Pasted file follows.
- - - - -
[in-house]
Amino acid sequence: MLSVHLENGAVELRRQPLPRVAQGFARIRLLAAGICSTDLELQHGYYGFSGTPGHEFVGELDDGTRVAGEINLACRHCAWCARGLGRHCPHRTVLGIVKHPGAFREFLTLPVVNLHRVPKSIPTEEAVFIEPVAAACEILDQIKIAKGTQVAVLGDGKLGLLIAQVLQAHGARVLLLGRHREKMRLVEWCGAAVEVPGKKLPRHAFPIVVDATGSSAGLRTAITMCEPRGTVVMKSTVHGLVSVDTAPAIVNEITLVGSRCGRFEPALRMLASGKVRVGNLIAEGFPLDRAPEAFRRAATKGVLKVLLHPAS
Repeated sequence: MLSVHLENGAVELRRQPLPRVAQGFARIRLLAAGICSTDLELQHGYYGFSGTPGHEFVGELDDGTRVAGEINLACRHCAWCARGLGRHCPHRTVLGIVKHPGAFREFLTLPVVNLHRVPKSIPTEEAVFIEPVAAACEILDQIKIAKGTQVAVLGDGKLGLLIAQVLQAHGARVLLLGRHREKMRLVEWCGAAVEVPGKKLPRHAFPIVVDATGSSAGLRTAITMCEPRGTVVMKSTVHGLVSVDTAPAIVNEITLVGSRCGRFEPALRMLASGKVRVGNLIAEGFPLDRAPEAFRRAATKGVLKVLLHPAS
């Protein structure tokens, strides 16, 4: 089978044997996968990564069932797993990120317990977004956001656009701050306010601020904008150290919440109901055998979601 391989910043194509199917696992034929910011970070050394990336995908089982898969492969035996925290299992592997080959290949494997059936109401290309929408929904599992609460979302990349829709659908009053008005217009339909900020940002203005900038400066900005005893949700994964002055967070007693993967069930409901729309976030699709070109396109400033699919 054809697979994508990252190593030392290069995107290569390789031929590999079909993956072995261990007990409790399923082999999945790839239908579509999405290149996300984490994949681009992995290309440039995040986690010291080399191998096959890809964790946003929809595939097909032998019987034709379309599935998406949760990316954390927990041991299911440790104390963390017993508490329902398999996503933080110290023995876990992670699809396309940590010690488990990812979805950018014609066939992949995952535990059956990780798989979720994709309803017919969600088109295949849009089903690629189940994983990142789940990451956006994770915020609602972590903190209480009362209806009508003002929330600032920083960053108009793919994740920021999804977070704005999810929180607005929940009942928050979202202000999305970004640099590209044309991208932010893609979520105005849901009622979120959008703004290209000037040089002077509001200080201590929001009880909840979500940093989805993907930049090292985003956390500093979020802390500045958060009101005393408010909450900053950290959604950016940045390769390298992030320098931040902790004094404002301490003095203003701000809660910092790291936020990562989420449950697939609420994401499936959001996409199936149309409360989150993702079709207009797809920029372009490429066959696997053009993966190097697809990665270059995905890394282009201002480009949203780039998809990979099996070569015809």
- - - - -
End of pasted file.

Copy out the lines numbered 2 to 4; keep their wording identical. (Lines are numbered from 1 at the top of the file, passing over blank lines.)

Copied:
Amino acid sequence: MLSVHLENGAVELRRQPLPRVAQGFARIRLLAAGICSTDLELQHGYYGFSGTPGHEFVGELDDGTRVAGEINLACRHCAWCARGLGRHCPHRTVLGIVKHPGAFREFLTLPVVNLHRVPKSIPTEEAVFIEPVAAACEILDQIKIAKGTQVAVLGDGKLGLLIAQVLQAHGARVLLLGRHREKMRLVEWCGAAVEVPGKKLPRHAFPIVVDATGSSAGLRTAITMCEPRGTVVMKSTVHGLVSVDTAPAIVNEITLVGSRCGRFEPALRMLASGKVRVGNLIAEGFPLDRAPEAFRRAATKGVLKVLLHPAS
Repeated sequence: MLSVHLENGAVELRRQPLPRVAQGFARIRLLAAGICSTDLELQHGYYGFSGTPGHEFVGELDDGTRVAGEINLACRHCAWCARGLGRHCPHRTVLGIVKHPGAFREFLTLPVVNLHRVPKSIPTEEAVFIEPVAAACEILDQIKIAKGTQVAVLGDGKLGLLIAQVLQAHGARVLLLGRHREKMRLVEWCGAAVEVPGKKLPRHAFPIVVDATGSSAGLRTAITMCEPRGTVVMKSTVHGLVSVDTAPAIVNEITLVGSRCGRFEPALRMLASGKVRVGNLIAEGFPLDRAPEAFRRAATKGVLKVLLHPAS
């Protein structure tokens, strides 16, 4: 089978044997996968990564069932797993990120317990977004956001656009701050306010601020904008150290919440109901055998979601 391989910043194509199917696992034929910011970070050394990336995908089982898969492969035996925290299992592997080959290949494997059936109401290309929408929904599992609460979302990349829709659908009053008005217009339909900020940002203005900038400066900005005893949700994964002055967070007693993967069930409901729309976030699709070109396109400033699919 054809697979994508990252190593030392290069995107290569390789031929590999079909993956072995261990007990409790399923082999999945790839239908579509999405290149996300984490994949681009992995290309440039995040986690010291080399191998096959890809964790946003929809595939097909032998019987034709379309599935998406949760990316954390927990041991299911440790104390963390017993508490329902398999996503933080110290023995876990992670699809396309940590010690488990990812979805950018014609066939992949995952535990059956990780798989979720994709309803017919969600088109295949849009089903690629189940994983990142789940990451956006994770915020609602972590903190209480009362209806009508003002929330600032920083960053108009793919994740920021999804977070704005999810929180607005929940009942928050979202202000999305970004640099590209044309991208932010893609979520105005849901009622979120959008703004290209000037040089002077509001200080201590929001009880909840979500940093989805993907930049090292985003956390500093979020802390500045958060009101005393408010909450900053950290959604950016940045390769390298992030320098931040902790004094404002301490003095203003701000809660910092790291936020990562989420449950697939609420994401499936959001996409199936149309409360989150993702079709207009797809920029372009490429066959696997053009993966190097697809990665270059995905890394282009201002480009949203780039998809990979099996070569015809």